Originally Posted by backwoods83
Use a micrometer on the case head. Maybe I'm the idiot here that realizes that brass is malleable/ductile, and that if the shoulder, case body, and neck expand upon firing that eventually the primer pocket will as well, but I don't hear any bickering about resizing cases, so why all the BS about resizing primer pockets if that's all that's wrong with them. Just because the pocket is loose doesn't mean the web is busted.
If pockets are getting loose after one or two firings, the concern is not over the tightening of the pockets but rather what is making them loose in the first place: typically over pressure loading. The OP is getting 300fps + over non AI book max velocities. While not stated explicitly, the OP also seems to infer that these cases haven't been loaded to "normal" life-cycle limits. If he can buy a tool to tighten them up, great. I personally wouldn't, but I am conservative by nature when it come to reloading - to each his own. BUT - If he continues to run over pressure, he is playing with fire and that is not an opinion or a conservative fall-back.
My issue with your previous posts are that you are implying that loading to excessive pressures is no big deal: your friend has loaded over pressure for 7+ years with no issues, you believe that actions are proof tested to 2x SAAMI pressures (once? 1000 times?), you reloaded factory brass that had loose pockets, and brass is malleable so just twist it back to shape. That is all great, but far from empirical truth that loading to extreme pressure is safe. It isn't, and only one incident in a lifetime of shooting is one too many...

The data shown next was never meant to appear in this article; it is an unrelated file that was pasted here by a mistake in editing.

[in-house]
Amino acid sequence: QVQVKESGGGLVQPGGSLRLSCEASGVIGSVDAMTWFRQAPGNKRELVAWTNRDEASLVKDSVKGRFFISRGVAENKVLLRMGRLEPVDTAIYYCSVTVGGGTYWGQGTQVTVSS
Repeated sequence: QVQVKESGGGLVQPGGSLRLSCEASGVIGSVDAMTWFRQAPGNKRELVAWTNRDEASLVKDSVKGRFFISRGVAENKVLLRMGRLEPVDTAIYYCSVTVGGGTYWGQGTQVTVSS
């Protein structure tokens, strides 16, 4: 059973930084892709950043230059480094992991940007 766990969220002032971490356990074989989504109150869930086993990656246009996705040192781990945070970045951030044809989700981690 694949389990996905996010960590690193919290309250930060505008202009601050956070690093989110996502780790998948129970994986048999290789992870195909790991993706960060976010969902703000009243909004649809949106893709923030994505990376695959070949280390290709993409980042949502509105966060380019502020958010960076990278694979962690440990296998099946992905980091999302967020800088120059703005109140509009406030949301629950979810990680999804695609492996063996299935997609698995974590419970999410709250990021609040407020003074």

In the example of your friend, he reloaded cases 30+ times and tightened pockets 3 or 4 times. It is stated that his loads are known overpressure. If the OP has finger-tight pockets after 2 or 3 loadings, would a fair assumption be that he may be waaaay over pressure? Or as long as the cases mic out OK at the head would you think it is acceptable to run any pressure that doesn't gall the locking lugs or blow the action? While primers and primer pockets may not be a great indicator for pressure, common sense says you can't ignore them either. When viewed relative to velocity, book max, times fired, etc they can (and should) be viewed as a warning sign.